In this piece Daniel Núñez uses the Tom Hanks movie Cast Away to illustrate Mead and Cooley’s classic theories of how each of us develops our sense of self.
In the hit movie Cast Away, released in 2000, Tom Hanks plays a plane crash survivor (whose name is Chuck Noland) who finds himself in the middle of the South Pacific, stranded in a small, uninhabited island, away from everything he knows and everyone he loves. During the movie, we see how Chuck goes through different psychological stages: from trying desperately to adapt to his new circumstances and almost killing himself in the process, to accepting his fate with stoic resignation and finding new strengths to endure in the face of complete opposition. His experience can be seen as an illustration of the classical psychological response to loss that psychiatrist Elisabeth Kübler-Ross famously called “the grief process”.
At one point in the movie, we see Chuck struggling to build a fire, and cutting his hand while at it. His frustration is such that be begins to scream and curse at the world and to throw and kick things here and there uncontrollably. One of those things turns out to be a volleyball, on which Chuck’s bloody hand has left a blurry face-like imprint, with two eyes, a nose, a mouth and what could be dubbed spikey hair (formed from Chuck’s bloody fingers). Chuck begins to talk to the ball and eventually calls it “Wilson,” based on the name of the ball’s manufacturer. Over the course of four years, Chuck develops a relationship with Wilson: he takes care of it, talks with it constantly and even gets into fights with it. (In fact, in one scene, Chuck gets angry with Wilson and throws it out into the sea, only to immediately panic and blast out of his cave to look for it and apologize.) In what is without a doubt one of the saddest scenes in the movie, Chuck is seen sleeping on top of a small raft he has built (with the “help” of Wilson) to escape the island, visibly dehydrated and exhausted. The raft’s design included a small perch for Wilson to sit on, but the sea tide has knocked the poor ball off the raft and it is slowly drifting away from Chuck. Chuck realizes this and frantically dives into the ocean to try to save Wilson, while pulling the raft behind him with a rope. His anxious efforts are clearly unavailing, as we see Wilson disappearing into the horizon. The scene ends with Chuck lying on top of the raft, weeping inconsolably and desperately asking Wilson to forgive him.
Me, Myself and I
Chuck’s attachment to Wilson can teach us a lot about our sense of self from a sociological perspective. Because of its position as a mediator between the individual and society, the concept of the “self” has been an important subject in classical and contemporary social theory. One of the first direct treatments of the issue appears in Mind, Self and Society: From the Standpoint of a Social Behaviorist, an influential work published by sociologist George Herbert Mead in 1934. Mead begins by developing a model to explain how children are socialized into the norms and values of their societies. Accordingly, children go through a process that comprises three different phases –the imitation phase, the play phase and the game phase– during which they develop the capacity to put themselves in the position of others and reproduce empathically the world around them. Hence, for example, children who play the classical game of cops and robbers are not only able to distinguish between the different norms and rules that regulate the lives of different real-life characters (“cops” and “robbers”), but also reproduce the symbolic realm that their society has built around the notions of good and evil. Mead argues that the completion of the socialization process occurs when the child internalizes the “generalized other,” that is, “[t]he organized community or social group which gives to the individual his unity of self” (Mead, 1972/1934, p. 154).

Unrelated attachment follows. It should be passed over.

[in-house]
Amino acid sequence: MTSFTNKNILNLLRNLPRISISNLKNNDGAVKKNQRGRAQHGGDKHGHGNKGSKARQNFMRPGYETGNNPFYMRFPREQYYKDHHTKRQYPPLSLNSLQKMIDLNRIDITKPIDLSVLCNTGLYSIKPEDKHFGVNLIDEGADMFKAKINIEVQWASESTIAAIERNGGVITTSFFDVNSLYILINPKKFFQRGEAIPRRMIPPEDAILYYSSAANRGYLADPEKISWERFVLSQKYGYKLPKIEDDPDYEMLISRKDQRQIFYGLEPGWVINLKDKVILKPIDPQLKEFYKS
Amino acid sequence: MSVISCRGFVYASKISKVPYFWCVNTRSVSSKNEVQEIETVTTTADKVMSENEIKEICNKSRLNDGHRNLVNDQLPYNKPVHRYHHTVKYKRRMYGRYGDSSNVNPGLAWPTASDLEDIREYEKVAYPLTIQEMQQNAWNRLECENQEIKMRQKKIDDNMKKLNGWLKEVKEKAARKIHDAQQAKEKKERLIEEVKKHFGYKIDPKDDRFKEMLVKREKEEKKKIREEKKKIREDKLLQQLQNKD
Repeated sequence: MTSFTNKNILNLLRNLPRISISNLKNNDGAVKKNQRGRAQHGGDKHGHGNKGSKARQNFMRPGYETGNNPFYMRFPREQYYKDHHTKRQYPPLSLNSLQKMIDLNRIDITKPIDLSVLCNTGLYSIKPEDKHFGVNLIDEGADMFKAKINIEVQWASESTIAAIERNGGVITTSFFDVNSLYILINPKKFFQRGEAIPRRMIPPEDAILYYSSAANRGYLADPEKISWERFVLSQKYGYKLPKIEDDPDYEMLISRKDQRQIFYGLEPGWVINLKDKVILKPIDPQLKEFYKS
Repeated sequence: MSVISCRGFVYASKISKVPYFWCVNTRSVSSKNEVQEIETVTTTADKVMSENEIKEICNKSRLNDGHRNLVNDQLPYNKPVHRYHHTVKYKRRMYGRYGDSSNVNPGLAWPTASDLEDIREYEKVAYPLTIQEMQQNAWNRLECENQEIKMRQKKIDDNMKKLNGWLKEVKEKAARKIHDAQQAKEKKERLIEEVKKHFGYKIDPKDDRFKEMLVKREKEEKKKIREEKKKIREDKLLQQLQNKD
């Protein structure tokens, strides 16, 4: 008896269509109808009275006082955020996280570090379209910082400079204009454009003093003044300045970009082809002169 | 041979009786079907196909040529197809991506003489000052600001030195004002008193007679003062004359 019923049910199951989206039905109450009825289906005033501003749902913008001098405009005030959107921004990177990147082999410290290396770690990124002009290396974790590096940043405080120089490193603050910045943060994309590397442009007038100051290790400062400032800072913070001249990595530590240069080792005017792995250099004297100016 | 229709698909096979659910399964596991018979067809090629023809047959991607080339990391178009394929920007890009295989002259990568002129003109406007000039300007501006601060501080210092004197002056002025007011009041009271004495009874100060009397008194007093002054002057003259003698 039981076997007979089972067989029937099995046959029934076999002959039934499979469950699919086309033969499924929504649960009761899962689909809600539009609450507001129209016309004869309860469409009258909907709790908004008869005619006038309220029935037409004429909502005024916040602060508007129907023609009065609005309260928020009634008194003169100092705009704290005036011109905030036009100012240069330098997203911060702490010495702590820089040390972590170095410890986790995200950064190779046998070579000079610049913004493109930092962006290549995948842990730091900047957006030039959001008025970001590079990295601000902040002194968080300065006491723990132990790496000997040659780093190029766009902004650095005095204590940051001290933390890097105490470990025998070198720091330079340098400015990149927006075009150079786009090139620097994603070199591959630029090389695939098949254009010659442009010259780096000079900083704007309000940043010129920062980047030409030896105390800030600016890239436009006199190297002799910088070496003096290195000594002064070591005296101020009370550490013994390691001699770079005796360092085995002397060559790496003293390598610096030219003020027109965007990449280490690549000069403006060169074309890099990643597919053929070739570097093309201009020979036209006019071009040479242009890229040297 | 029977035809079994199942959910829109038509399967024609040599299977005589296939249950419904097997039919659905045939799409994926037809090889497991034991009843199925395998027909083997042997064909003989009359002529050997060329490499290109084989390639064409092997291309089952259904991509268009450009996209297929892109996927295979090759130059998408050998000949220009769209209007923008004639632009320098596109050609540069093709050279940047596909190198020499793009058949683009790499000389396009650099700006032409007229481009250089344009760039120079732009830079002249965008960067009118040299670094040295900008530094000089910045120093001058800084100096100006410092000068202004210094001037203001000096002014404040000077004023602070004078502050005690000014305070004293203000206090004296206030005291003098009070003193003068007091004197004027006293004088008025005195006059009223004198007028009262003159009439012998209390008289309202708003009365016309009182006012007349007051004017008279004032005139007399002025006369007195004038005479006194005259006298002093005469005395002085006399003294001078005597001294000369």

Mead’s concept of the self consists of two basic elements: a pre-social element, which he refers to as the “I,” and a socialized element, which he calls the “me.” The “I” can be seen as the element that we all have when we are born: it consists of our impulses, automatic reactions to the environment, physiological functions, and capacity to act upon the world around us more broadly. This is the element that we all have before we internalize the “generalized other.” The “me,” in contrast, consists of our internalized views of society; it is the element that emerges when we are finally socialized into the “generalized other.” Through the “me,” we are able to navigate the social world without violating the norms of expected behavior that regulate its dynamics. In theory, both elements coexist with each other, with the “me” providing the awareness of society’s rules and expectations, and the “I” the reflective impulse to act in favor of or against those same rules and expectations.